The first lady and the stocks

Et was once an influencer queen and her smartphone. She posted photos and video snippets of herself on numerous channels. This made Kylie Jenner, Kim Kardashian’s younger sister, the youngest self-made billionaire two years ago. But in February 2018, she seemed bored with one of the services, the short video service Snapchat, and wrote a post on Twitter that should cost the company a lot of money. “Alsooo, does anyone else not open Snapchat anymore? Or is that just me. . . Ugh, that’s so sad. ”It didn’t take long for the tweet to garner more than 300,000 likes. And only a short time later, the Snapchat price crashed by more than 12 percent within a few days. From their contribution in February to mid-May 2018, the price even fell by more than 40 percent.

A tweet from one of the most influential female influencers, who currently has around 280 million Instagram followers, was enough to destroy more than a billion dollars in market value. Jenner herself seemed to want to limit the damage shortly afterwards, as she wrote without further ado how much she actually loved the app. Nevertheless, it took a good year and a half for the value to recover.

Demand increases with publicity

In the 1980s, the economist Robert Merton developed the hypothesis that the demand for a share – assuming constant fundamentals – increases with increasing publicity. The two American finance professors Brad Barber and Terrance Odean from the University of California blame the huge selection: Small investors do not have the time and resources to sift through a stock universe of thousands of stocks.

So whoever makes a decision has to select. And according to the scientists, attention is a rare resource. So, if there are many alternatives, investors are most likely to consider the options that have caught their attention lately. This can happen in several ways: positive as well as negative news or noticeable price movements that tempt you to jump on the bandwagon quickly.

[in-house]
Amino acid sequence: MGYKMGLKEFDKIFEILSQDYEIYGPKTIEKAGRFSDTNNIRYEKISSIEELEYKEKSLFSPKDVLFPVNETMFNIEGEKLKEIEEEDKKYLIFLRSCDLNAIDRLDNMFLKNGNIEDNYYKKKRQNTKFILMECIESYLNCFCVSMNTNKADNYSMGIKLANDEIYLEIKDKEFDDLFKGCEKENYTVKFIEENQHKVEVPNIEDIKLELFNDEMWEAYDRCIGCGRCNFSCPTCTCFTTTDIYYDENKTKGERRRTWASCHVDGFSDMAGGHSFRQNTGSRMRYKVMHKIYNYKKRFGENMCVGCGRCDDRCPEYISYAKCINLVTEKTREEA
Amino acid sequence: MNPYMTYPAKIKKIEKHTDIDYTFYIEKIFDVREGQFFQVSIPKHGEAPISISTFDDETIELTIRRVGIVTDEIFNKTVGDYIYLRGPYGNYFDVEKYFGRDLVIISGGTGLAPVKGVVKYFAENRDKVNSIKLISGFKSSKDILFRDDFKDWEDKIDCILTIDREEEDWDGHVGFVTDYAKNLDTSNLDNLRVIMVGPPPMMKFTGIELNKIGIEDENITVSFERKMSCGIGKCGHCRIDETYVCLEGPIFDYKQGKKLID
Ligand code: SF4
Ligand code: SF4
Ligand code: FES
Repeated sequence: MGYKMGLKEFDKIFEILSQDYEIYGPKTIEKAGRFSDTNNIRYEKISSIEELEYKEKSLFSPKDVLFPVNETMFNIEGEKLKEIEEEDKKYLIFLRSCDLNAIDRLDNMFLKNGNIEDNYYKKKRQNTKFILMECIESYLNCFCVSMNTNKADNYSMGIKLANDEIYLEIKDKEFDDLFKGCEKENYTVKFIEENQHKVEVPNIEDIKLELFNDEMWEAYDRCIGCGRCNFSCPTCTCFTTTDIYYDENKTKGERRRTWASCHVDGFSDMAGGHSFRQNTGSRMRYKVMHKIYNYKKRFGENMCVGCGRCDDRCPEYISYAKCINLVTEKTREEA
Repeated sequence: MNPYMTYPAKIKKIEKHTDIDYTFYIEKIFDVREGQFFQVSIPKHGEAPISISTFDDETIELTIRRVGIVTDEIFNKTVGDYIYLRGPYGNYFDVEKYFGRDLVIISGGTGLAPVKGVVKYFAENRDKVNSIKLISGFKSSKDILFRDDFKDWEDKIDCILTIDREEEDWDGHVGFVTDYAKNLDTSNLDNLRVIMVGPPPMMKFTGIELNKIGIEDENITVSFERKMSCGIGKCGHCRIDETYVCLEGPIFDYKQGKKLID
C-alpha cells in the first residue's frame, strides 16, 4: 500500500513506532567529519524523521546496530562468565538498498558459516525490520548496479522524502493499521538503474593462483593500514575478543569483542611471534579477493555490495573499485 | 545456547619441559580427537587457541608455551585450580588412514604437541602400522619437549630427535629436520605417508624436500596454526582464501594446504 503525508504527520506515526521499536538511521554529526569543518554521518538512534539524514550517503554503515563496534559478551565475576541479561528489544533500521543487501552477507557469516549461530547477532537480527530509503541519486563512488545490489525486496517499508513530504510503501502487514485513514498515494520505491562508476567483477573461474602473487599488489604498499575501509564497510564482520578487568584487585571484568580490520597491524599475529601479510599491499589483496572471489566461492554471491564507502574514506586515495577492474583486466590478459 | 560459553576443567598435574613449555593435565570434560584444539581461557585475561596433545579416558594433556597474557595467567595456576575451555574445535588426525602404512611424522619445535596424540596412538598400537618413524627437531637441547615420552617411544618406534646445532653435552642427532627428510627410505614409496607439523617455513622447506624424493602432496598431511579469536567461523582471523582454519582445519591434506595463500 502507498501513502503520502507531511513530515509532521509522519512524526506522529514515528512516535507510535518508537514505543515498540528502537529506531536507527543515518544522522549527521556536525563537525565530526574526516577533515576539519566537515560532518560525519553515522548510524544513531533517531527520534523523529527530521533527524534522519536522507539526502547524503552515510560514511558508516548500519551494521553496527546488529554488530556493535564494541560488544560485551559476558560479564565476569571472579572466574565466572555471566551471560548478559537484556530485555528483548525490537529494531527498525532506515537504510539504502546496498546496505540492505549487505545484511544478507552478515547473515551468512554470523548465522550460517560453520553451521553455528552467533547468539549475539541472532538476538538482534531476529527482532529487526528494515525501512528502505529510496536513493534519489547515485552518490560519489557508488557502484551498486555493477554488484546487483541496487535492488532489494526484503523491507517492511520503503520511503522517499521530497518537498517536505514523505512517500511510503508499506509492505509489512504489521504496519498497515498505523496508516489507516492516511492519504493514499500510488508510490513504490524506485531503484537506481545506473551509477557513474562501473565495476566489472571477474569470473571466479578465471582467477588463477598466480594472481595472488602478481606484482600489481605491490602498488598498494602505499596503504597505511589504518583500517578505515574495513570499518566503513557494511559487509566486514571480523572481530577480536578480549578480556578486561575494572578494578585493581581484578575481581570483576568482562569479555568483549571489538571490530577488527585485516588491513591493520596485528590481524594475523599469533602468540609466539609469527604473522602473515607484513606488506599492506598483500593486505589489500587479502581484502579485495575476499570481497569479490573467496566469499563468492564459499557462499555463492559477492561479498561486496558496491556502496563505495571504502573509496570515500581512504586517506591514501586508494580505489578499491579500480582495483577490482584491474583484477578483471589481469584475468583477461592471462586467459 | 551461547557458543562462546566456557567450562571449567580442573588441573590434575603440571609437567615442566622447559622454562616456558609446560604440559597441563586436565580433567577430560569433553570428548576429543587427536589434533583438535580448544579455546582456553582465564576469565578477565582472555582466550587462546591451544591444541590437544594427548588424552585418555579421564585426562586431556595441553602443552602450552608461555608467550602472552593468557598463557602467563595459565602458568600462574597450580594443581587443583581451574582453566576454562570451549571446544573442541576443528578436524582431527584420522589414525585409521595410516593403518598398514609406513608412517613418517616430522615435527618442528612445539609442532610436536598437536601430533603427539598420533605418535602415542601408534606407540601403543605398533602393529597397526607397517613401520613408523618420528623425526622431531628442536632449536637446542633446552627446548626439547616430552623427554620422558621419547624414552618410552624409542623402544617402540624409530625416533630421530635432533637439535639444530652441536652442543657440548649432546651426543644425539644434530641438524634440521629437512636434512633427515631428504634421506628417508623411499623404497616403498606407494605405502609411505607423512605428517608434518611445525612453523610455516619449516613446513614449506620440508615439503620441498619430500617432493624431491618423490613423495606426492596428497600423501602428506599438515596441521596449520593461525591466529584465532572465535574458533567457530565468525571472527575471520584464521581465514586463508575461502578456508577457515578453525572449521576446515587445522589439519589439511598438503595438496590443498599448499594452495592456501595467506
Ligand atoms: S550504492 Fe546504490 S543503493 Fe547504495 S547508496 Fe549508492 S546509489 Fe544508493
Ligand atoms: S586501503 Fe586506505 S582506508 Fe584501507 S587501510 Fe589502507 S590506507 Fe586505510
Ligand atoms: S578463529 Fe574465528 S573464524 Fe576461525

Cryptocurrencies and Musk

The prime example of how news influences prices was provided by the founder of the American electric car manufacturer Tesla in the past few months. Hardly a day goes by with the eccentric boss Elon Musk without a price rising or falling just because of a tweet from him. This year, it was mainly cryptocurrencies that were affected. In March, for example, Musk announced that Tesla would accept Bitcoin as a form of payment. Then, less than three months later, he ruled out that option again. After all, the energy consumption of the digital currency is harmful to the climate – which is actually no secret. Then he kept the option open again, should the digital currency be produced in a more climate-friendly way. He sent the course sometimes to new heights, sometimes downhill. And also the fun coins Dogecoin or the Shiba token with cuddly plush dogs as logos have been sent on a rollercoaster ride through tweets of the currently richest person in the past few months.

Michelle Obama and J.Crew

But it doesn’t always have to be tweets that produce news – sometimes the simple appearance of celebrities is enough. The influence that the former first lady, Michelle Obama, had on the share prices of some fashion brands is well documented. One day before the 2008 presidential election, Michelle Obama was a guest on the Tonight Show. Host Jay Leno asked her how much she spent on her wardrobe: $ 60,000 or $ 70,000? At that time she wore clothes from the clothing chain J. Crew, which sells jeans or dresses for 100 dollars. “Ladies, we know J. Crew. You can get good things online there, ”Obama told Leno and the audience.

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